• If patients on Ocrelizumab showed a decrease in post-COVID antibody production (point 2), was this not also a potential bias for some Registers (point 1) in the hypothesis that patients with a severe form were more easily tested by PCR in the first wave due to the limitation of testing. On what basis (PCR or serology) were COVID-19 diagnoses confirmed in registers?

  • Re:Cellular immunity to SARS CoV-2 may be more important than humoral immunity. In order to estimate the prevalence of the virus in the population are there effective assays to measure cellular immunity if antibody response is difficult to detect at the lower end?

    “Cross reactivity to other coronaviruses is thought to protect against severe illness.”Can these common cold viruses be used in an attenuated form to provide a level of cellular immunity to protect people from developing severe illness?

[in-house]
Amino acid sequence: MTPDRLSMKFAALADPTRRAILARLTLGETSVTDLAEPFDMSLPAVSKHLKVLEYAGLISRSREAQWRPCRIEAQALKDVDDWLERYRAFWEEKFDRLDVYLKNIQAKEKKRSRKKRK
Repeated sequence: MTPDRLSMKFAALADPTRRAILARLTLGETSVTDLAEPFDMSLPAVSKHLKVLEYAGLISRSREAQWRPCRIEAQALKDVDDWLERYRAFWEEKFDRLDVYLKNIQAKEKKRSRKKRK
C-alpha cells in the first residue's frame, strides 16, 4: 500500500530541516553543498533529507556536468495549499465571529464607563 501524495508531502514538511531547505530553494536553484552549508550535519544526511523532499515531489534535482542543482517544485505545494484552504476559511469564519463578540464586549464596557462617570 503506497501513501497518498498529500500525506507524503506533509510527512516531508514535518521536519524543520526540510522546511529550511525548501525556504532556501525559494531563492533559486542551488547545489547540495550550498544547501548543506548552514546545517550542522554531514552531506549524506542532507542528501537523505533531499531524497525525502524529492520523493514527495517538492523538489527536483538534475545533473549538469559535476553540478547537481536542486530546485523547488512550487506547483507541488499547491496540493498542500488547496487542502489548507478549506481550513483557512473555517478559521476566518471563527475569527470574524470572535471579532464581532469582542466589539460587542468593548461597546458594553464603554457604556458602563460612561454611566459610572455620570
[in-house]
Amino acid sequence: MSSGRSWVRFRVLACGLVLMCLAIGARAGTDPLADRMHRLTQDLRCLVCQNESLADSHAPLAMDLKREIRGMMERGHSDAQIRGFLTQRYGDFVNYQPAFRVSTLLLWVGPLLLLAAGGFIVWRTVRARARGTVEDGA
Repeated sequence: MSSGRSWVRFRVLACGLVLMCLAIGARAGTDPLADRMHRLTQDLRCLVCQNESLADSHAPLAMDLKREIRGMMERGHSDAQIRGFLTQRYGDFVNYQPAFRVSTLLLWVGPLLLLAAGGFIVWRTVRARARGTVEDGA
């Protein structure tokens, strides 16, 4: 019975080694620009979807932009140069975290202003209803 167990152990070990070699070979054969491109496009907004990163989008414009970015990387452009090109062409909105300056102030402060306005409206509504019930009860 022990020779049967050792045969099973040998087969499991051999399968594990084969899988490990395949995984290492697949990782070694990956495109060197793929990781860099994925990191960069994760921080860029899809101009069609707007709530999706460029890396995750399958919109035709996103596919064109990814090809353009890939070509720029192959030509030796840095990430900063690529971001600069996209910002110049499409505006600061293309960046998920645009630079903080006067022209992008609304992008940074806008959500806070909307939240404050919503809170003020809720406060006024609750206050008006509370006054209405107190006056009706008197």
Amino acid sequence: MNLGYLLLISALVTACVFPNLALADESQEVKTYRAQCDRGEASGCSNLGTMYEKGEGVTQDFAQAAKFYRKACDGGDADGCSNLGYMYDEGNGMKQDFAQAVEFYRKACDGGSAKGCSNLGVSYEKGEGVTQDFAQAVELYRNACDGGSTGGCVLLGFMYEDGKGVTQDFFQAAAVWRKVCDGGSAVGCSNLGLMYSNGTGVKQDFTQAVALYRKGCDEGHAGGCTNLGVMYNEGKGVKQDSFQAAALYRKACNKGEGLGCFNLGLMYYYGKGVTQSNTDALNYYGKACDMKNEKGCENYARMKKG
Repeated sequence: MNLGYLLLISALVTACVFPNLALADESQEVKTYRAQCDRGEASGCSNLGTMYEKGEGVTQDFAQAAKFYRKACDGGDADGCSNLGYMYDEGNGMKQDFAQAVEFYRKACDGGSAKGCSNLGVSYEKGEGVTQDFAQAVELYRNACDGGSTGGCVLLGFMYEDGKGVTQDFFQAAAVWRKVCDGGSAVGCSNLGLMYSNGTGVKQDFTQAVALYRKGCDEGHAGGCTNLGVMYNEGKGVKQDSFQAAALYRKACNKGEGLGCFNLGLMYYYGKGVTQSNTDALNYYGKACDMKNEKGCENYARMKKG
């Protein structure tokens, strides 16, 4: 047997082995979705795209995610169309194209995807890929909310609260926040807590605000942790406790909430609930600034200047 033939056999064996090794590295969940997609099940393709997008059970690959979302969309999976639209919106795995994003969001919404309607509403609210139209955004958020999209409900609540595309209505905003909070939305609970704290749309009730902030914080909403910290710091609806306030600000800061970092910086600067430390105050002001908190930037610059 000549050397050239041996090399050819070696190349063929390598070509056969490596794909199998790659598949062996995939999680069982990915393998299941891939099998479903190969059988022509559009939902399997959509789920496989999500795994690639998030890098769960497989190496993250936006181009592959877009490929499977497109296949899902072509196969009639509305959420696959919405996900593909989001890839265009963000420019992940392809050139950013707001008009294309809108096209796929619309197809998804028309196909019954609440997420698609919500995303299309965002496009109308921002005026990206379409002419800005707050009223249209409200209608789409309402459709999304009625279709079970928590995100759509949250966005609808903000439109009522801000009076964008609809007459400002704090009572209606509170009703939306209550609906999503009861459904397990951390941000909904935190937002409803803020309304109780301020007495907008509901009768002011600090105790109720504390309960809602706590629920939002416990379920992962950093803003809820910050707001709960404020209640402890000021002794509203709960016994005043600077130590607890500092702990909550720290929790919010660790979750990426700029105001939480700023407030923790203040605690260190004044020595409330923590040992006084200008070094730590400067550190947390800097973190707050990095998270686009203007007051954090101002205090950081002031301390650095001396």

• Do we have any data that filters out the effect of the steroids administered during the infusion every 6 months? How long do the steroids administered during the infusion continue to have effects on the immune system? Obviously both the steroids and anti-CD20 therapy are immunosuppressants, but the data around a lower death rate but higher everything else sounds a lot like the effect of steroids.

    • Good point, but the effects must wear off quiet quickly otherwise they would give so often to people with allergies. In addition alemtuzumab would be associated this the same steroid risk, but the data does not show it is like rituximab/ocrelizumab risk

  • All things being equal allowing CD19 repopulation to return to 1-3% levels is understandable.

    Haven’t seen a discussion about how long to defer Rituximab after receiving the Pfizer vaccine. 1-2 weeks? Longer?

By Prof G